The nation’s first citywide composting program based largely on shame began here in January.
City sanitation workers who find garbage cans filled with aging lettuce, leftover pizza or even the box it came in are slapping on bright red tags to inform the offending household (and, presumably, the whole neighborhood) that the city’s new composting law has been violated.
San Francisco may have been the first city to make its citizens compost food, but Seattle is the first to punish people with a fine if they don’t. In a country that loses about 31 percent of its food to waste, policies like Seattle’s are driven by environmental, social and economic pressure.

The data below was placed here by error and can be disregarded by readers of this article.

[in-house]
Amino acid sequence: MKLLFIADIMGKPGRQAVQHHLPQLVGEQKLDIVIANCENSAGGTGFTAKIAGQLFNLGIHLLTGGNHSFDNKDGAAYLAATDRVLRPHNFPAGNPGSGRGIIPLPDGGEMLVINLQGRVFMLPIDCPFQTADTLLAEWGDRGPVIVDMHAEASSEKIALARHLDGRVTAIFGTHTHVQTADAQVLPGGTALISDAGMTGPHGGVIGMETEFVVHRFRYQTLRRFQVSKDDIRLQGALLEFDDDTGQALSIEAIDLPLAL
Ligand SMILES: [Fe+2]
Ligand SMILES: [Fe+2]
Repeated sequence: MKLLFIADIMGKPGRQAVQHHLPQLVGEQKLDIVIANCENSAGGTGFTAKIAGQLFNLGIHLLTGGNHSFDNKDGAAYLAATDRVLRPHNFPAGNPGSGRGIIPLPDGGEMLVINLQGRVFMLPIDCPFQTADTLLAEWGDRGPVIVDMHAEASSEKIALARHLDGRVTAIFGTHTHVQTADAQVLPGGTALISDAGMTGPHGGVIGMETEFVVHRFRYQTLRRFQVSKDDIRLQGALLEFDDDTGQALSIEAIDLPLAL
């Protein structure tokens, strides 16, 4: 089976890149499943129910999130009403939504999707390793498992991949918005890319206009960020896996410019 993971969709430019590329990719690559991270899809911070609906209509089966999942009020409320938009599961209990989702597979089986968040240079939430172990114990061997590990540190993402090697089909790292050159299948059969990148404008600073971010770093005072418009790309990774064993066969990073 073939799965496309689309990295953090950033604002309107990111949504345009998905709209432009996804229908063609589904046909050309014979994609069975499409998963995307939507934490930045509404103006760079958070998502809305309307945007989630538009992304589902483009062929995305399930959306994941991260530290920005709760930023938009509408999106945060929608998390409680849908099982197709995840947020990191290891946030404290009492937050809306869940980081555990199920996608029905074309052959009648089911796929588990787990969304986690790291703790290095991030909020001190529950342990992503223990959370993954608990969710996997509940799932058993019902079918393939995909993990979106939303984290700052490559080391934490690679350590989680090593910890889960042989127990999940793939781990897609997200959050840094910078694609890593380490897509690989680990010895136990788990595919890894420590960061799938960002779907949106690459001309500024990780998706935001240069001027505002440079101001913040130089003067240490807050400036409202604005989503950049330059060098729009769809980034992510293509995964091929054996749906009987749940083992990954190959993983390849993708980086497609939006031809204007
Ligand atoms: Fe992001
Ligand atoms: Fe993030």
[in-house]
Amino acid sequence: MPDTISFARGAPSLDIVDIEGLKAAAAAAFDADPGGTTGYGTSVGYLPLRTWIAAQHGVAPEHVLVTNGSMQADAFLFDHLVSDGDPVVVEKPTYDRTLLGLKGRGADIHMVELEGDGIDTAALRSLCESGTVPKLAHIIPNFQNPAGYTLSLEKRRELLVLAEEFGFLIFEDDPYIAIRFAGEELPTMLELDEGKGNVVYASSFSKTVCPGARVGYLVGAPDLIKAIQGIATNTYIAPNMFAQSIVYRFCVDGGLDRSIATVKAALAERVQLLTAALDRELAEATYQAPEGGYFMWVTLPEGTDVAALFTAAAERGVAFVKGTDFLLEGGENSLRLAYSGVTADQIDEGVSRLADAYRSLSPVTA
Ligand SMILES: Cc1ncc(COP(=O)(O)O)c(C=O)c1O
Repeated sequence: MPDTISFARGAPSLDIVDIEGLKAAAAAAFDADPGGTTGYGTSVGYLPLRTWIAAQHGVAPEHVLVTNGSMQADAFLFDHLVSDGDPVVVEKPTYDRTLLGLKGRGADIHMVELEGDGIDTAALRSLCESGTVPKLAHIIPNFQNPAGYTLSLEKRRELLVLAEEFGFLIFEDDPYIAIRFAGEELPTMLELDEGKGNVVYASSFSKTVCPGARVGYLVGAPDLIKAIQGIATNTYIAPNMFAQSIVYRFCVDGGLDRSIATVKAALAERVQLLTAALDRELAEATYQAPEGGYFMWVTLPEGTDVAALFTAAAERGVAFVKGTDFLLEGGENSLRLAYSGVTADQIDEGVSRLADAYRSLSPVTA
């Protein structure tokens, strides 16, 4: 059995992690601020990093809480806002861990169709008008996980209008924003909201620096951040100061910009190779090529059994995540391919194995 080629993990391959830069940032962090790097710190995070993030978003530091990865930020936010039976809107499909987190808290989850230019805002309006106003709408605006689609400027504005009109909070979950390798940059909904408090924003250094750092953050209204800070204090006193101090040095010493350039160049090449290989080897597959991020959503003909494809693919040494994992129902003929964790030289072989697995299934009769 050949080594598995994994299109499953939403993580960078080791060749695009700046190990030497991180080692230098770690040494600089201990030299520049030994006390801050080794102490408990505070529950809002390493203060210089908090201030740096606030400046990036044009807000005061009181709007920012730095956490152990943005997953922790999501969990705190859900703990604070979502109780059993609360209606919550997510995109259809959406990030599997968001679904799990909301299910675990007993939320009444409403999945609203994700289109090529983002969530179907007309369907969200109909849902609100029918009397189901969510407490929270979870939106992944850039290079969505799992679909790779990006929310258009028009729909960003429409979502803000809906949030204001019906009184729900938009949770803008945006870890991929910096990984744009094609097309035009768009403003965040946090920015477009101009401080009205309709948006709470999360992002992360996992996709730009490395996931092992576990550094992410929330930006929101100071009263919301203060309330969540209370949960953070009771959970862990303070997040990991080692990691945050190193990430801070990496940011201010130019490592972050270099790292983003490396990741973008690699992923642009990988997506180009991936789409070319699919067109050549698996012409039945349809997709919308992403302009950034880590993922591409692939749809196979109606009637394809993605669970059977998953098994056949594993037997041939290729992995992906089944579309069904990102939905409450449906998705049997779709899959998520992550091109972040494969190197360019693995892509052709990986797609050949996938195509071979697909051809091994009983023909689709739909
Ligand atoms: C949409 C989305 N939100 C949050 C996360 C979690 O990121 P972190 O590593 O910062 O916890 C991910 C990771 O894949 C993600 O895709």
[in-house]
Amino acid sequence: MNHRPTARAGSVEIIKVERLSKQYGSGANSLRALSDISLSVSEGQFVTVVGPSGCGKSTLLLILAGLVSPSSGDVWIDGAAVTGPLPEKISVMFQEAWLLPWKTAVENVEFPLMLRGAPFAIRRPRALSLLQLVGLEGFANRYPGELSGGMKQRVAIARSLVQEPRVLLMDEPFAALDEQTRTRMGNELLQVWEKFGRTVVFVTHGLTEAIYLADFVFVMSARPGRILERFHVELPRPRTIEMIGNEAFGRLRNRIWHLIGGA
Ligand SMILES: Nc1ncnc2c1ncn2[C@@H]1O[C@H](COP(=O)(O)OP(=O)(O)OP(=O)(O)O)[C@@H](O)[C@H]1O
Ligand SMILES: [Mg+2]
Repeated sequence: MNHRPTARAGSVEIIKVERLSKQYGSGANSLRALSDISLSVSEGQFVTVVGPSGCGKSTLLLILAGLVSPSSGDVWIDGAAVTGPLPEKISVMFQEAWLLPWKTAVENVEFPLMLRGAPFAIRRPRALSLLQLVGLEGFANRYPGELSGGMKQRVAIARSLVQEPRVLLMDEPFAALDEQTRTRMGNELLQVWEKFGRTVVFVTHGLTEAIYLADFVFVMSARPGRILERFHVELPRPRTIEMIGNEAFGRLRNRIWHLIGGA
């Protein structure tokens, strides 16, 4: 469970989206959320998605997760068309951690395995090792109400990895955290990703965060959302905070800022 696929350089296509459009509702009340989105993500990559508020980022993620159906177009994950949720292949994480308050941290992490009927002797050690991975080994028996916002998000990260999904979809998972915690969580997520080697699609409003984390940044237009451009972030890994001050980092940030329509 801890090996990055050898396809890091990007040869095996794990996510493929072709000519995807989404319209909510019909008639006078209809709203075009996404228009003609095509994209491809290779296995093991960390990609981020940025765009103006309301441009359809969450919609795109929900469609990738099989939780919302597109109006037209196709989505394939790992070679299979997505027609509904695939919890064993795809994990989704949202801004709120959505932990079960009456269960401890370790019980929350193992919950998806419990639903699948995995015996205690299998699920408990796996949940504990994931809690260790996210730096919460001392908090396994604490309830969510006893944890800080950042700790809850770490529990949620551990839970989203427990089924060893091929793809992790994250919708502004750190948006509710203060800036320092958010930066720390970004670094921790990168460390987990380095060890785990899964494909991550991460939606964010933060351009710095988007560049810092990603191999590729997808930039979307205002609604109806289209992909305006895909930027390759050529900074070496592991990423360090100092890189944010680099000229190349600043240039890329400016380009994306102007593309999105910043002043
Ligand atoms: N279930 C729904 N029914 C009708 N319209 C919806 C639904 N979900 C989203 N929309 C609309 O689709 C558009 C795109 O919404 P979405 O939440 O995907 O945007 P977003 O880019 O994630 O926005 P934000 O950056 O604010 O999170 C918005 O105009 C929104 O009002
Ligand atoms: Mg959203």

But mandated composting reflects a deeper shift in the mood of the nation’s cooks, one in which wasting food is unfashionable.